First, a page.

The principal aim of the Codex has been to interrupt the endless chain of blood feud revenge. It proscribed the procedures for settling the disputes and for preventing further murders. Financial or natural compensations for killed or wounded were determined and the besa (oath) was required from the latest victim’s family that the blood feud is terminated.[ix] Among the Albanians, the besa (Alb. besë) was and still is a very popular custom that is one’s word of honor, a sworn oath, a pledge or a cease-fire. In general, in the Albanian culture, the besa is regarded as something that is sacred and its violation was, in principle, quite unthinkable. However, the besa was not only a moral virtue but as well as the especially significant institution and instrument in the customary law among the Albanian population in North Albania and later in Kosovo-Metochia when the North Albania’s tribes occupied it. Among the feuding tribes of North Albania’s regions of the Accursed Mountains the besa, in fact, offered the only successful form of real protection and security and could be given between either individuals or feuding families for a very specific period of time for the sake to give them the opportunity to settle some urgent affairs. It could be as well as concluded between whole tribes as a cease-fire between periods of fighting.[x]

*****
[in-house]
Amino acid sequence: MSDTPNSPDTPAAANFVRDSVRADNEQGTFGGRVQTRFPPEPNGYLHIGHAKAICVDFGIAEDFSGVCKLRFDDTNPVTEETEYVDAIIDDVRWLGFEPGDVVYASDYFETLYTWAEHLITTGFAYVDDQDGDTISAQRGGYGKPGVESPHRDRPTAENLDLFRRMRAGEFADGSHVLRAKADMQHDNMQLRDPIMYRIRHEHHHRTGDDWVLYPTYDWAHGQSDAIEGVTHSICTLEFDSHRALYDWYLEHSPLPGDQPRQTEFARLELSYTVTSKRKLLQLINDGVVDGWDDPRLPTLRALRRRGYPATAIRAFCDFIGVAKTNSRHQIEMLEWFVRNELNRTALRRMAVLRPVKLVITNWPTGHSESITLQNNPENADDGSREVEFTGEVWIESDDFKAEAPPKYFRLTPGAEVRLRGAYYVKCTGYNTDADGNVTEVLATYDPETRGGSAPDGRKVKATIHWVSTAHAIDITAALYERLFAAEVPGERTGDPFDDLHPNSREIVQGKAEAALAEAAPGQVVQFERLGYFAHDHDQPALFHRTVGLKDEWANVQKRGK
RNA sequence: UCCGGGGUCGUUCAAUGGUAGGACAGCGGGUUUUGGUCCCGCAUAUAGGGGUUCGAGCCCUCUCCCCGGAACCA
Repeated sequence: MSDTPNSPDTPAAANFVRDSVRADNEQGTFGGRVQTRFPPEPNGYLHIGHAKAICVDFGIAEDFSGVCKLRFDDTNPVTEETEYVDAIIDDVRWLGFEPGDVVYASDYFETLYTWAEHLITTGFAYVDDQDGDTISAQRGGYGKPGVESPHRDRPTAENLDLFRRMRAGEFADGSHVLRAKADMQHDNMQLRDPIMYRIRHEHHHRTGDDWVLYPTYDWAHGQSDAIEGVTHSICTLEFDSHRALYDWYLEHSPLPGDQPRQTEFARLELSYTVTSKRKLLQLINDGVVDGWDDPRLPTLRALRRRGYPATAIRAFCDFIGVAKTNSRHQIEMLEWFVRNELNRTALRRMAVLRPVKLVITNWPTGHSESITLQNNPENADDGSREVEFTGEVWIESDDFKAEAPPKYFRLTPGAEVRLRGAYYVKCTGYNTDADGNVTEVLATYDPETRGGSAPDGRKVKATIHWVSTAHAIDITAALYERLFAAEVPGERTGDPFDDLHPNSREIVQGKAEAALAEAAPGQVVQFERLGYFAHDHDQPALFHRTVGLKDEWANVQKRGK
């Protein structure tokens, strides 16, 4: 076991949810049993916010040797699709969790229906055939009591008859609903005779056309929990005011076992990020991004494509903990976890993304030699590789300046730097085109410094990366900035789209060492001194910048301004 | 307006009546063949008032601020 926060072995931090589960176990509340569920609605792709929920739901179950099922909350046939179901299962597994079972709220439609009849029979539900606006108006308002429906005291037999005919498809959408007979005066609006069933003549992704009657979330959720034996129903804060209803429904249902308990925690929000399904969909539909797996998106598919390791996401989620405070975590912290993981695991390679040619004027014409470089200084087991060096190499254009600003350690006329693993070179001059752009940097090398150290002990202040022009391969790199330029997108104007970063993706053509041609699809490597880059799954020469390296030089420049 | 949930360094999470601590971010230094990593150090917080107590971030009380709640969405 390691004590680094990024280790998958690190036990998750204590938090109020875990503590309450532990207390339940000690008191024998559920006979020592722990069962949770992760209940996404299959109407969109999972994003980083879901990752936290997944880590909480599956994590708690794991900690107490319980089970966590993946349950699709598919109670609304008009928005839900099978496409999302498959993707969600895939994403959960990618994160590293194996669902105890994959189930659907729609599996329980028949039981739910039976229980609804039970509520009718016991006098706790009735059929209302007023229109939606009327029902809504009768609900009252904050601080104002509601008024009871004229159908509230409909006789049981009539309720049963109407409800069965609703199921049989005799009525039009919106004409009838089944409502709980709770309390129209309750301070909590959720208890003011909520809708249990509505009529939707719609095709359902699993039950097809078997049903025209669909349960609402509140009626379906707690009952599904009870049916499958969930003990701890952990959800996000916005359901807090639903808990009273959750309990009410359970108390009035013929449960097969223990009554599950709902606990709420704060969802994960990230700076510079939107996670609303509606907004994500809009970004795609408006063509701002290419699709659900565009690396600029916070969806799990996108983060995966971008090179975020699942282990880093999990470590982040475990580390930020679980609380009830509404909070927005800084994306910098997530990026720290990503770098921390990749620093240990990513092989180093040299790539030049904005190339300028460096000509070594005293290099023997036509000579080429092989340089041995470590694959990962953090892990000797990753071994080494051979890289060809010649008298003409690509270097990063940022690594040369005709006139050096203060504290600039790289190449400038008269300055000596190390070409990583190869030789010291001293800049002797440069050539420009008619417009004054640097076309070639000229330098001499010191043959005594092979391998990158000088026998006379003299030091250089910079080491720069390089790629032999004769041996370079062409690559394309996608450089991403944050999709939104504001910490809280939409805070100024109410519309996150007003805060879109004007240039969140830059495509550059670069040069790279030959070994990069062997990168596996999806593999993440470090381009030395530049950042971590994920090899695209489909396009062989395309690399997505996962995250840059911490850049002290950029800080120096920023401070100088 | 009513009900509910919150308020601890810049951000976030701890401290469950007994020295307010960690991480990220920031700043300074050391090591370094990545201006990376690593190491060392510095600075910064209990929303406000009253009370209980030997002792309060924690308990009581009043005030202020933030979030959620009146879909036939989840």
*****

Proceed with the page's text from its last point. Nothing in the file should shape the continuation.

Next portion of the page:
In modern times, blood feud was tackled by forming the so-called village councils, where old men with a good reputation and high credibility were engaged in the long procedure of reconciliation disputed families. It is claimed by the Albanian politicians from Kosovo-Metochia (KosMet) that these councils have succeeded in eliminating blood feud in this region after WWII, but, however, it has more a political propaganda background than actual facts from the ground.[xi] It is worth mentioning that the same claim was made by Enver Hoxha’s regime in Albania, although with probably more justification.